The Unsung Heroes of Technology in Rural Minnesota

by Cindy Lee Olson, Executive Director of RMIC Region II, Arrowhead Regional Computing Consortium (ARCC)

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Cindy Lee Olson Executive Director of RMIC Region II Arrowhead Regional Computing Consortium (ARCC)

 Arrowhead Regional Computing Consortium (ARCC) is a Regional Management Information Center (RMIC) authorized by state statute and organized as a Joint Powers entity. ARCC’s region covers the seven county Arrowhead of NE Minnesota. We serve 31 public school districts, two special education cooperatives, and a number of joint powers entities.

Our smallest public school district serves 55 students and our largest serves just over 4,000 students. Our smallest district geographically covers 42 square miles and our largest covers over 4,200 square miles. In the sparsest district you would need to cover 3.33 square miles before you found one public school student (on average). Sixty-one percent of our member districts serve between 228 and 944 students.

Our region has five of the 10 oldest public school buildings in the state. Our oldest school building in Ely is 93 years old, the second oldest is Chisholm at 92 years old. Think about that…… At the time those schools were built, electricity was only in about half of all houses in the nation. About a third of all houses didn’t have flushing toilets and over half of all households still heated their homes with coal.

Many of our member districts don’t have a grocery store in their town and have to drive over an hour one way to get groceries. There are spots along the way that even the two largest cellular providers can’t reach, and spots where the only way to get internet to your house is with a “dish” on your roof and no precipitation in the air.

By now you can tell that I am a numbers person. Statistics and facts fascinate me, and I felt it was important to paint a picture of rural Minnesota for those who may have visited, but never lived there.

Small schools can’t hire a network engineer, and a software specialist, and a hardware repair specialist, and a wireless specialist, and an integration specialist, and a help desk person… their budgets are limited to one, maybe two people with very limited amounts left for equipment and technology services.

A recent survey of Technology Coordinators/Directors in our region showed that they are responsible for normal technology items like the network, servers, switches, network filters, firewalls, wireless access points, management of Chromebooks and iPads, repairs of Chromebooks and iPads, smart boards, printers, 3D copiers, active directories, backing up data, and help desk staffing. But in small schools they are also responsible for applying for E-Rate funding and Telecom Equity Aid funding, for the phone system, fire alarm, digital signage, bell system, security cameras and doors, intercoms, auditorium lights, broadcasting emergency alerts, library staffing, library systems, state testing coordination, student information systems, staff development technology, e-sport coaching, shoveling sidewalks, HVAC systems, and boilers. Yes boilers. Keep in mind we are talking about one, maybe two people.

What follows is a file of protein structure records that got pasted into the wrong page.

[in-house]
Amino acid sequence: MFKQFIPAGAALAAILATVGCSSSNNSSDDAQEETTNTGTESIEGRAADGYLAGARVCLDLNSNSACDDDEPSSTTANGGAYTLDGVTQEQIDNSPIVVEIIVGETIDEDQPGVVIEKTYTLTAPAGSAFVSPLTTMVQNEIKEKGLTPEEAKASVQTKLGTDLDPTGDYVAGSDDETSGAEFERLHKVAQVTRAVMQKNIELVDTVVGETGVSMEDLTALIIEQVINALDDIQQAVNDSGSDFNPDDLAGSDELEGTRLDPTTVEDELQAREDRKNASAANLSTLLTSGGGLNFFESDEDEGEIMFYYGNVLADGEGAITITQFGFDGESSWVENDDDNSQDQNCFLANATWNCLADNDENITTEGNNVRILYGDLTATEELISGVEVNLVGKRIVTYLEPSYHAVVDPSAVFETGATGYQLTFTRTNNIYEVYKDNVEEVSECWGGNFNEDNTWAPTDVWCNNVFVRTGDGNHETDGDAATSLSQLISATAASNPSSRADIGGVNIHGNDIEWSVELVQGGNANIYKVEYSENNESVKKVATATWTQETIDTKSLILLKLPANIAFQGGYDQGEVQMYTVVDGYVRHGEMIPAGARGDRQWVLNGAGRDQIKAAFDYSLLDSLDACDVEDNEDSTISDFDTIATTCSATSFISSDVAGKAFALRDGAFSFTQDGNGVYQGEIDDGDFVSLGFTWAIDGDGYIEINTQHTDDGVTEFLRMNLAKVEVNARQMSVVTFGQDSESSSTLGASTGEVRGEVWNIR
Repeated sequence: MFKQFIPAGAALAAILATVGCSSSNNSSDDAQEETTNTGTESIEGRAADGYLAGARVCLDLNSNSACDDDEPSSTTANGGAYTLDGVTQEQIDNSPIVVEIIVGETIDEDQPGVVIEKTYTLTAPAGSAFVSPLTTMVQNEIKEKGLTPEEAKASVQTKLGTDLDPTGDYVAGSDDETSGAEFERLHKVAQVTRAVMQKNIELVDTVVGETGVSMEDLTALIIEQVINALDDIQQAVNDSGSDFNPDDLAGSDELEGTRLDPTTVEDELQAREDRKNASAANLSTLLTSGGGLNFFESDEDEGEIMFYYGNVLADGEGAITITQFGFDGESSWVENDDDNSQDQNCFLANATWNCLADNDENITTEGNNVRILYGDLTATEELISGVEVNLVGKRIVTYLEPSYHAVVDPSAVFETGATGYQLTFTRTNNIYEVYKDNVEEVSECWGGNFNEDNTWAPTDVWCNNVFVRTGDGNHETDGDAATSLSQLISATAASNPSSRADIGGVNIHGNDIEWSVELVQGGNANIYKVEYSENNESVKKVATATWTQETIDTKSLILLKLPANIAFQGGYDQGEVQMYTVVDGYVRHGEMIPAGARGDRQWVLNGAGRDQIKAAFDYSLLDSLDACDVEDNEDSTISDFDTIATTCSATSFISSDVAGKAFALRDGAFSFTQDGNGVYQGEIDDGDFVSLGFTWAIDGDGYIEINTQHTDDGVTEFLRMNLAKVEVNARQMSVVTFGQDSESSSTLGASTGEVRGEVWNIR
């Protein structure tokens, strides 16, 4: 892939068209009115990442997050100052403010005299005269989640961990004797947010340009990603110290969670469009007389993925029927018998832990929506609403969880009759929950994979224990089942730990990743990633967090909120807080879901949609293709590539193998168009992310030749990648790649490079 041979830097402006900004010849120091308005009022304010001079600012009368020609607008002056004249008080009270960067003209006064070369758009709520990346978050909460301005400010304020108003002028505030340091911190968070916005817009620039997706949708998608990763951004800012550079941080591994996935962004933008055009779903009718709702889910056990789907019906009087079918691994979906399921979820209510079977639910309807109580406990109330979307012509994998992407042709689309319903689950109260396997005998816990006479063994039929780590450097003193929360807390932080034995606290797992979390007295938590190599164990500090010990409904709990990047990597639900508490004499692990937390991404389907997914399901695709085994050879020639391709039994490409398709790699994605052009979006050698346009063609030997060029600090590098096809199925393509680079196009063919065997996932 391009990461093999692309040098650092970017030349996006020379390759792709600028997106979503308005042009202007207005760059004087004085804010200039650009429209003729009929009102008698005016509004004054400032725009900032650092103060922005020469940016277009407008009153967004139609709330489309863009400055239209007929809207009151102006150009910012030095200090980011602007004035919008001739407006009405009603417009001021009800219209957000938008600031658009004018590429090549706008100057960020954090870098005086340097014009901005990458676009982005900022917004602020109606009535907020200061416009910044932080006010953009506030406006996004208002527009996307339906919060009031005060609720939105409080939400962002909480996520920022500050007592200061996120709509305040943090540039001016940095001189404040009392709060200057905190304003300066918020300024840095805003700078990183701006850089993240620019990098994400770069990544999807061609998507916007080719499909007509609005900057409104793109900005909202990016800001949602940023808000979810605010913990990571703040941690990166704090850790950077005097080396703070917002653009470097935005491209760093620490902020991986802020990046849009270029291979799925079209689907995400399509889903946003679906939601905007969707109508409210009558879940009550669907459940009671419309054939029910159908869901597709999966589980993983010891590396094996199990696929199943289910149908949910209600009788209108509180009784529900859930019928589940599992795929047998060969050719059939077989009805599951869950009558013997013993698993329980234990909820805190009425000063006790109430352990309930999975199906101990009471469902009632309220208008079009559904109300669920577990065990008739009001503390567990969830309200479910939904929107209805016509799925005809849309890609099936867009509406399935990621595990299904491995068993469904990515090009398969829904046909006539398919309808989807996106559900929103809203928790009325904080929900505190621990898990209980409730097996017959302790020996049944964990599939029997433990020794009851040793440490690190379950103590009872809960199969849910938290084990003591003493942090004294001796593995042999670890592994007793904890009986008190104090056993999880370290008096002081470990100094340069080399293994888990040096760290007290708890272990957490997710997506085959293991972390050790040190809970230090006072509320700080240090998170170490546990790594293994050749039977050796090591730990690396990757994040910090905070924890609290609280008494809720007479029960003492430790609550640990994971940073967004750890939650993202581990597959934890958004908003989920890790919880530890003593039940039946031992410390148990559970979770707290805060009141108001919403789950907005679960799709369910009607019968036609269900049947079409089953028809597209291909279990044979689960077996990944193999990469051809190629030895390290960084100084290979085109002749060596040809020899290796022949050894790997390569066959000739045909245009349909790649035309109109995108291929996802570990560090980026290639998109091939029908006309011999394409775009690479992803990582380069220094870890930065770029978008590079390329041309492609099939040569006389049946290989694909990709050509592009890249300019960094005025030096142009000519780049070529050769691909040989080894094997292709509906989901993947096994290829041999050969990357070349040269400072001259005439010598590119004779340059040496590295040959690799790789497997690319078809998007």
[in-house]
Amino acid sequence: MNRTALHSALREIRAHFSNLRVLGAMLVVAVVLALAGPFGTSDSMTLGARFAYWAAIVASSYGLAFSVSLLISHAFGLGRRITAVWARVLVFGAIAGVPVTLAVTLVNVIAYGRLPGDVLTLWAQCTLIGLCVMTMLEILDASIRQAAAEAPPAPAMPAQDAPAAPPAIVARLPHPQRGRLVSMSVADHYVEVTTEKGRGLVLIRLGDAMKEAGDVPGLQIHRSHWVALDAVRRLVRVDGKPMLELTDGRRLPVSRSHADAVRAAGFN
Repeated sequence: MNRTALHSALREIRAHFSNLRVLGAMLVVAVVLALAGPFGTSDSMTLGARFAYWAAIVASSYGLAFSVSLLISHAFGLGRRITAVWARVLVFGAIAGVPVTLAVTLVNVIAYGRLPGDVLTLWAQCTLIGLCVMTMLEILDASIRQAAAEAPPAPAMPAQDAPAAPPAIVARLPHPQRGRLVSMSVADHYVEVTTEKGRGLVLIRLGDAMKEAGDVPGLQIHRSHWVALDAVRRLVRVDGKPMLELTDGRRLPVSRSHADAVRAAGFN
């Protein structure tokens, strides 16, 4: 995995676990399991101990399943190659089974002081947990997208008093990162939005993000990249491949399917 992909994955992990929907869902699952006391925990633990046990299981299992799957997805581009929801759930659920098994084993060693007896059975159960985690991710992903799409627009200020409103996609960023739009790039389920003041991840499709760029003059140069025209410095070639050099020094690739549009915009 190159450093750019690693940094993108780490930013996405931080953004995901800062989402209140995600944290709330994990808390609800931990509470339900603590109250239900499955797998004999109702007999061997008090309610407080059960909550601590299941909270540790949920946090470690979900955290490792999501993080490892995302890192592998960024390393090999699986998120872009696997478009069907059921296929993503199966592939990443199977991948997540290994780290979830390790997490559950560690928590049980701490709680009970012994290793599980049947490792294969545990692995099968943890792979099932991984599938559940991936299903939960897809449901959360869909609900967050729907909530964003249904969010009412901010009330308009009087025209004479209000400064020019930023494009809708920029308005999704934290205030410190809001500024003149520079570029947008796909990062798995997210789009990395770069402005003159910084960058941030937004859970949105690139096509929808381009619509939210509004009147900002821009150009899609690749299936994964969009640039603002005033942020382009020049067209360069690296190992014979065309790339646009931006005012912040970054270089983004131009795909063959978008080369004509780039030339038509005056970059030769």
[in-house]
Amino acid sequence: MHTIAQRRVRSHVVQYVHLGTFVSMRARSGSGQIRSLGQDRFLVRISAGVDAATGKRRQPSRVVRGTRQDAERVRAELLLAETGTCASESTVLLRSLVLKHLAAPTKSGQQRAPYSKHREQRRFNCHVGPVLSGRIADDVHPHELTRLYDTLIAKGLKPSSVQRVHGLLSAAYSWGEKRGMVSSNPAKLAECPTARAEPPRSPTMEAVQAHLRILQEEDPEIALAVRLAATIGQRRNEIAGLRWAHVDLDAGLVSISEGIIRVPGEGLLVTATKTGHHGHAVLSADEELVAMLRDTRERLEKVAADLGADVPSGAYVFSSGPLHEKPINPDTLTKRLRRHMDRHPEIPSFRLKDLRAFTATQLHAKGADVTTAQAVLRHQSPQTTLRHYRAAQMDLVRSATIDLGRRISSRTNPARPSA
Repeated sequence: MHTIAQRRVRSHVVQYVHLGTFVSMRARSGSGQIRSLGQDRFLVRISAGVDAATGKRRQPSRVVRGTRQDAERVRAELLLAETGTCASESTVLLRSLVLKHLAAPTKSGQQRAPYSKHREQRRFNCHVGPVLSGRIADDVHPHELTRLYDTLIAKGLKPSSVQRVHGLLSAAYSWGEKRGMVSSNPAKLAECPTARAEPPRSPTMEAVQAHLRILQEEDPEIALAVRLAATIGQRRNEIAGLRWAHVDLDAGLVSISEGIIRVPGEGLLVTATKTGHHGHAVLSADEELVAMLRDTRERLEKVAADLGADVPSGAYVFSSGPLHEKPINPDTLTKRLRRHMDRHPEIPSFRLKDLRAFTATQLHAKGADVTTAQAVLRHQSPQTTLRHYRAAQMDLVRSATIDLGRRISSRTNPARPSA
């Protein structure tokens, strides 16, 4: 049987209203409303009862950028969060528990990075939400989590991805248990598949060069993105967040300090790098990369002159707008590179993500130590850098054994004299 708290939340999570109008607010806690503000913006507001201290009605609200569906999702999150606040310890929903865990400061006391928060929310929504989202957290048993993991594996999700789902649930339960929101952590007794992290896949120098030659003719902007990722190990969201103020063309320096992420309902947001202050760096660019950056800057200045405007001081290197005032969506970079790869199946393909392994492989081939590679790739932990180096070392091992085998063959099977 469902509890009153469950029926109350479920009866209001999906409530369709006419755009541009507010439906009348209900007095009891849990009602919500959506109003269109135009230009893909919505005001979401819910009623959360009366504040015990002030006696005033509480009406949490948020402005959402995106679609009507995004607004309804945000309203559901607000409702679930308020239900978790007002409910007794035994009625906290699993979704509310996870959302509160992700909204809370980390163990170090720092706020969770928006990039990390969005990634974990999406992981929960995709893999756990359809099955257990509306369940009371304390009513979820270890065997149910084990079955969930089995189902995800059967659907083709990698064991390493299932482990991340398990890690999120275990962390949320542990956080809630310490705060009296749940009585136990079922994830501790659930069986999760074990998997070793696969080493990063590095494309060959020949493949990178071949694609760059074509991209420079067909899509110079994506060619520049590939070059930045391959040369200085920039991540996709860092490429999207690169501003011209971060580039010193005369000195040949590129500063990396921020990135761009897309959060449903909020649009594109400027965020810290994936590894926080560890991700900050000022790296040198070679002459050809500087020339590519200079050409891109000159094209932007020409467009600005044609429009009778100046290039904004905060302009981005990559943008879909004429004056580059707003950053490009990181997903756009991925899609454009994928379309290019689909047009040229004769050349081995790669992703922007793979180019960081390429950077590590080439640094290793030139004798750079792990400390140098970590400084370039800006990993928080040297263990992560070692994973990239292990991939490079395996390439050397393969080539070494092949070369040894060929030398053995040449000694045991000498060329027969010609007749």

Oh, I forgot to mention keeping your network safe from, or recovering from, ransomware attacks, phishing schemes, and other malicious hacking.

Beyond the day to day work they do, we see some pretty amazing things happening in rural Minnesota, for example:

  • Elementary STEM Makerspace.
  • Students creating History Day Documentaries.
  • Media production classes (think kids with green screens).
  • Robotic teams.
  • High school e-Sport teams.
  • Telepresence classes to share foreign languages, advanced math classes, PSEO classes, and electives that aren’t financially possible in small schools.
  • A Spanish class taught by a teacher living in a southern state.
  • Intern programs where juniors and seniors have the opportunity to learn technical and customer service skills AND earn credits towards graduation.
  • Help desks staffed with students.
  • Evenings where the community comes in with their technology questions and devices to get free technical assistance. These events are staffed by student interns.
  • Neighboring districts technology staff stepping in to help each other when there is a crisis (think ransomware).
  • Regularly scheduled TUG (Technology User Group) meetings. Technology coordinators and directors from the region meet six times a year. They share what works and ask for advice. They research products together, coordinate staff development for the group and negotiate group pricing on technology related items.

I am amazed at each TUG meeting to see what they have done in their district to help staff and students succeed. You will find rural technology coordinators and directors spend more time on the “other tasks as assigned or apparent” in their job description than most.

So, if you can access your technology in your rural school without problems, if your students are successful at navigating technology, and if your teachers are fearless with technology, you should thank your Technology Coordinator/Director. They are the unsung heroes of technology in rural Minnesota!

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